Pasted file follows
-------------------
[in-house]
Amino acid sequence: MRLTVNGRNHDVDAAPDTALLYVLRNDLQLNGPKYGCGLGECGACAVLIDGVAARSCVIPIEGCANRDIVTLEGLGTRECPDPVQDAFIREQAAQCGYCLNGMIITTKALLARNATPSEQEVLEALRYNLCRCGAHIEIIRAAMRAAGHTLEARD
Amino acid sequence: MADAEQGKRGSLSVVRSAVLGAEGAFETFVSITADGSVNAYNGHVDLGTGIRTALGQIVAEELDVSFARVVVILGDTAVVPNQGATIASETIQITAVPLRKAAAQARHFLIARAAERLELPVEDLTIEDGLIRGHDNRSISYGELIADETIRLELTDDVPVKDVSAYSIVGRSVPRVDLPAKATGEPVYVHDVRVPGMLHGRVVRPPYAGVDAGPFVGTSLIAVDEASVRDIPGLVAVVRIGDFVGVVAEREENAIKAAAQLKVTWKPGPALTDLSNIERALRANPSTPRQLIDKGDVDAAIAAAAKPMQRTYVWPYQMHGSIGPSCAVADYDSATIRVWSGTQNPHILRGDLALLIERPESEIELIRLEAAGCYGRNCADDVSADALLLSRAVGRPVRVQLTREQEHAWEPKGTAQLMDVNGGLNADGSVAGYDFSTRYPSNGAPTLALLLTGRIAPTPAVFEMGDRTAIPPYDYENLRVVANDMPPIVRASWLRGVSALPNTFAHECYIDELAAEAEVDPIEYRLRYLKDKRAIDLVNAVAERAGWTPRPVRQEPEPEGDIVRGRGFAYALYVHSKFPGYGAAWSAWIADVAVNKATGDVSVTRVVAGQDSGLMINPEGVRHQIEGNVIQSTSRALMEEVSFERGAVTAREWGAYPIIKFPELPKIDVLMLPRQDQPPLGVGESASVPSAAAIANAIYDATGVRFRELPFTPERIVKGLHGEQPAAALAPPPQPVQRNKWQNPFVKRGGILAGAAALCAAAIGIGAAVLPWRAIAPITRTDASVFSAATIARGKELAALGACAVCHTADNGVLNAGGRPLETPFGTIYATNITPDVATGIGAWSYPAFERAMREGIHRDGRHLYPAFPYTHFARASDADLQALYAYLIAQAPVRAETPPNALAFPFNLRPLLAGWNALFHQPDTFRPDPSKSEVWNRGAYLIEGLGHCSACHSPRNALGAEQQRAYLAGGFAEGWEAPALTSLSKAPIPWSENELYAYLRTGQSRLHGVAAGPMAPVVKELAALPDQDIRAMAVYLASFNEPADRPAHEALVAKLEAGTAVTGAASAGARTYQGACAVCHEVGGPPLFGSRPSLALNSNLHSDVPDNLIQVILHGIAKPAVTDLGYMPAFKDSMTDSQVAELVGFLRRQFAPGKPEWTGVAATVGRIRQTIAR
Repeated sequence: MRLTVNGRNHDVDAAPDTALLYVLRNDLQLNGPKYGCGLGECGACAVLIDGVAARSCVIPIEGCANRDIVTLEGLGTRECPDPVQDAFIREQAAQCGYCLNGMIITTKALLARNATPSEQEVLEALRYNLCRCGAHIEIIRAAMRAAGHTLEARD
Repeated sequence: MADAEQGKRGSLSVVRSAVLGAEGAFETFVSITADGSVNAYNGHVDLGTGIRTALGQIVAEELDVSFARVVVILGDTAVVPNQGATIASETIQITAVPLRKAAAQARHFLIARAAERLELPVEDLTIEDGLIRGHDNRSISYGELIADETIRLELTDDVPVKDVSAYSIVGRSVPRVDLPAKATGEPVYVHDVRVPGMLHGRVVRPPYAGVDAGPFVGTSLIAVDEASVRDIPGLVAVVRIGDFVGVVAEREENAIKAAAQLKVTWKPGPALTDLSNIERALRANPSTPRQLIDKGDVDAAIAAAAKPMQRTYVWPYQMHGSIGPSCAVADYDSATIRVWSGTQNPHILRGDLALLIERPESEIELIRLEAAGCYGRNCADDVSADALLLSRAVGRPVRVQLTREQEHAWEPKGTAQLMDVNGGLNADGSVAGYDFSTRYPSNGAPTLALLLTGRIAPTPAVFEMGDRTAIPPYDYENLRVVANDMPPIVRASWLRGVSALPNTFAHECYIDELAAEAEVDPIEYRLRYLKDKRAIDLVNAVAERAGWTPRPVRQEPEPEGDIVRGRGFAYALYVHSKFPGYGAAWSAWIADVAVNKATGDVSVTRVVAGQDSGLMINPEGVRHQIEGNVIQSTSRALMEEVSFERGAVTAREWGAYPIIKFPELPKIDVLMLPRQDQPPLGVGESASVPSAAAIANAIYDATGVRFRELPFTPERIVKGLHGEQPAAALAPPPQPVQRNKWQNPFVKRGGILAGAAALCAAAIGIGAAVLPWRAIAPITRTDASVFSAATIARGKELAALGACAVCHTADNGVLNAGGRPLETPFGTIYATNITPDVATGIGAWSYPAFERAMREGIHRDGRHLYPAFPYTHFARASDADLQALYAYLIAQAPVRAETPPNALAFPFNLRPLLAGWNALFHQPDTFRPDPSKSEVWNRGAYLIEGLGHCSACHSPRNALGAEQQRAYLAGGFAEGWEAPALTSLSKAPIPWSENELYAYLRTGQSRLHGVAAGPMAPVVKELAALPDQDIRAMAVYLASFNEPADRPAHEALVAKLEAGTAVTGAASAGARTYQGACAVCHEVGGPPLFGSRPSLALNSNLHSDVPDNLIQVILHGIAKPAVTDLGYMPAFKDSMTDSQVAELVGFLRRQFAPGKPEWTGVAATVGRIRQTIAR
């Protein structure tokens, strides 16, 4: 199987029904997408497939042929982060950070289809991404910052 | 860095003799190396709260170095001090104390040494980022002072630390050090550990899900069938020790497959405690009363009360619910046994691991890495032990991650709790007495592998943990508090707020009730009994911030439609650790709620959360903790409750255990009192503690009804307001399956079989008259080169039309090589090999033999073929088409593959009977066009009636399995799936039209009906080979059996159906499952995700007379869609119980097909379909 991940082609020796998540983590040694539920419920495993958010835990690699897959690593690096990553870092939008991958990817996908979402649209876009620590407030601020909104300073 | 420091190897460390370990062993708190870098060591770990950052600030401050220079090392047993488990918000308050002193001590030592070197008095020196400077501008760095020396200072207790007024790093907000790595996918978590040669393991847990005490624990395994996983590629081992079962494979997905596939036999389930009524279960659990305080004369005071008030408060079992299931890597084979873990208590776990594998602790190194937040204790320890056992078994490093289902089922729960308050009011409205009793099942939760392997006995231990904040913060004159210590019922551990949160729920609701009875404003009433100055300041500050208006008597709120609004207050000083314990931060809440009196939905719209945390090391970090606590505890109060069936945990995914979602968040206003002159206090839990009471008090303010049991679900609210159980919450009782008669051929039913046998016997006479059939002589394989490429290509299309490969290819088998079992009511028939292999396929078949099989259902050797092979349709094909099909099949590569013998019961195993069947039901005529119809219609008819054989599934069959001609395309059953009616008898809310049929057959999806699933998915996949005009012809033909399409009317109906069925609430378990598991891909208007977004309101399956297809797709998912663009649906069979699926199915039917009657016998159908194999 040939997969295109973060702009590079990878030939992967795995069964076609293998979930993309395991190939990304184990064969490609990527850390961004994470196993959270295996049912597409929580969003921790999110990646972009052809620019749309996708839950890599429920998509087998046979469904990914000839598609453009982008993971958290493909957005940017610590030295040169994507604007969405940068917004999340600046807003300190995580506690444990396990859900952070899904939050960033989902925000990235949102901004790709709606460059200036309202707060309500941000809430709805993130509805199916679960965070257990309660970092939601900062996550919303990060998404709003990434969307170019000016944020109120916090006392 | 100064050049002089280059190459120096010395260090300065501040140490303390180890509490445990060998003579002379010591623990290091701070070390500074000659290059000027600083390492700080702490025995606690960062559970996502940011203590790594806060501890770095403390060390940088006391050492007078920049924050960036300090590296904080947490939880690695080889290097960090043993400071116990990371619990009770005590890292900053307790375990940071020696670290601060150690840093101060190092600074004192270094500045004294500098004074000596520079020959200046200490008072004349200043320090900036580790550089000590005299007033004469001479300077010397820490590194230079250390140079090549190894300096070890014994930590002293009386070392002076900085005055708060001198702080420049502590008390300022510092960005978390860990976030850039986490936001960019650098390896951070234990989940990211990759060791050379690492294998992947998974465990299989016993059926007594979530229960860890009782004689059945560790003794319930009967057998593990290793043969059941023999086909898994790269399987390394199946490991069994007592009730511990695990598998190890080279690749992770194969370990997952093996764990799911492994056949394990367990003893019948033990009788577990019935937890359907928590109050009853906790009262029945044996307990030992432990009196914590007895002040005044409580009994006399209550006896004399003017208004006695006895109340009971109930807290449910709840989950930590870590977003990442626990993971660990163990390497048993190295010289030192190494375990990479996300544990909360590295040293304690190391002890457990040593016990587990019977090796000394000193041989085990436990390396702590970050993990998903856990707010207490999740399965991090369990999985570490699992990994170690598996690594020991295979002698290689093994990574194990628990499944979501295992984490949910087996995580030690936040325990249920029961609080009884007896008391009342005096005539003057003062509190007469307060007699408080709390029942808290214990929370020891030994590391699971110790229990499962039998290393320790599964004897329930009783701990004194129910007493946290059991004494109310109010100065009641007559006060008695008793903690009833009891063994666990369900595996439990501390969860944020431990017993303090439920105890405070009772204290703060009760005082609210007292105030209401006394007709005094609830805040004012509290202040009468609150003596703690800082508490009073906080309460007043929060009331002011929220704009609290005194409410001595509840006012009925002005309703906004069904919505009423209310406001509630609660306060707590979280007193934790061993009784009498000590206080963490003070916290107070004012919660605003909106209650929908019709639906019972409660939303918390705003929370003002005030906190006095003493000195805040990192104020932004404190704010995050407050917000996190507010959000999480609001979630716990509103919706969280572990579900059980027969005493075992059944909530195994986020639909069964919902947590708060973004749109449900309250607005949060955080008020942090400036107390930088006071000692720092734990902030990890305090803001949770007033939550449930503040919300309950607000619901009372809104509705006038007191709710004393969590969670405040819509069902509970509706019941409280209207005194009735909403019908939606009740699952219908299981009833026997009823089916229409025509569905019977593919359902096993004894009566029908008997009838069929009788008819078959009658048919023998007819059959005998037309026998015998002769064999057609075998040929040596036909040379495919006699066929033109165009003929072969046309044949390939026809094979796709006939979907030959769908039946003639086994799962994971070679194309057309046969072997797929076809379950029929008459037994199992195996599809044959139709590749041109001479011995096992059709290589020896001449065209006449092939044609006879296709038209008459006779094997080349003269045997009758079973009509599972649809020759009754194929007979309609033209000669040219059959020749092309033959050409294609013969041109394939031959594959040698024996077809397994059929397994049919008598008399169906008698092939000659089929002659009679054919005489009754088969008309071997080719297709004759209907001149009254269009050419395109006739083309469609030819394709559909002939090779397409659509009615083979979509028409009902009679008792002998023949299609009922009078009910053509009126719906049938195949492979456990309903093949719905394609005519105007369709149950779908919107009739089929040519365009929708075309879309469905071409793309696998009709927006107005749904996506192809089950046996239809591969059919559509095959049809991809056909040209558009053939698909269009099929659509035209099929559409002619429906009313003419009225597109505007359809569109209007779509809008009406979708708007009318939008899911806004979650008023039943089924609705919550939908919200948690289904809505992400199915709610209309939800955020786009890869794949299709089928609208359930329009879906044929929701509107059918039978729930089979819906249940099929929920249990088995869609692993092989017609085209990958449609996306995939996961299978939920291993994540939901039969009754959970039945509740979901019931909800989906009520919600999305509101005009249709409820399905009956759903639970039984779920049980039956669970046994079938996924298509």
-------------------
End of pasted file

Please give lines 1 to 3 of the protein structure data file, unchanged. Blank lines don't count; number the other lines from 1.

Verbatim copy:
[in-house]
Amino acid sequence: MRLTVNGRNHDVDAAPDTALLYVLRNDLQLNGPKYGCGLGECGACAVLIDGVAARSCVIPIEGCANRDIVTLEGLGTRECPDPVQDAFIREQAAQCGYCLNGMIITTKALLARNATPSEQEVLEALRYNLCRCGAHIEIIRAAMRAAGHTLEARD
Amino acid sequence: MADAEQGKRGSLSVVRSAVLGAEGAFETFVSITADGSVNAYNGHVDLGTGIRTALGQIVAEELDVSFARVVVILGDTAVVPNQGATIASETIQITAVPLRKAAAQARHFLIARAAERLELPVEDLTIEDGLIRGHDNRSISYGELIADETIRLELTDDVPVKDVSAYSIVGRSVPRVDLPAKATGEPVYVHDVRVPGMLHGRVVRPPYAGVDAGPFVGTSLIAVDEASVRDIPGLVAVVRIGDFVGVVAEREENAIKAAAQLKVTWKPGPALTDLSNIERALRANPSTPRQLIDKGDVDAAIAAAAKPMQRTYVWPYQMHGSIGPSCAVADYDSATIRVWSGTQNPHILRGDLALLIERPESEIELIRLEAAGCYGRNCADDVSADALLLSRAVGRPVRVQLTREQEHAWEPKGTAQLMDVNGGLNADGSVAGYDFSTRYPSNGAPTLALLLTGRIAPTPAVFEMGDRTAIPPYDYENLRVVANDMPPIVRASWLRGVSALPNTFAHECYIDELAAEAEVDPIEYRLRYLKDKRAIDLVNAVAERAGWTPRPVRQEPEPEGDIVRGRGFAYALYVHSKFPGYGAAWSAWIADVAVNKATGDVSVTRVVAGQDSGLMINPEGVRHQIEGNVIQSTSRALMEEVSFERGAVTAREWGAYPIIKFPELPKIDVLMLPRQDQPPLGVGESASVPSAAAIANAIYDATGVRFRELPFTPERIVKGLHGEQPAAALAPPPQPVQRNKWQNPFVKRGGILAGAAALCAAAIGIGAAVLPWRAIAPITRTDASVFSAATIARGKELAALGACAVCHTADNGVLNAGGRPLETPFGTIYATNITPDVATGIGAWSYPAFERAMREGIHRDGRHLYPAFPYTHFARASDADLQALYAYLIAQAPVRAETPPNALAFPFNLRPLLAGWNALFHQPDTFRPDPSKSEVWNRGAYLIEGLGHCSACHSPRNALGAEQQRAYLAGGFAEGWEAPALTSLSKAPIPWSENELYAYLRTGQSRLHGVAAGPMAPVVKELAALPDQDIRAMAVYLASFNEPADRPAHEALVAKLEAGTAVTGAASAGARTYQGACAVCHEVGGPPLFGSRPSLALNSNLHSDVPDNLIQVILHGIAKPAVTDLGYMPAFKDSMTDSQVAELVGFLRRQFAPGKPEWTGVAATVGRIRQTIAR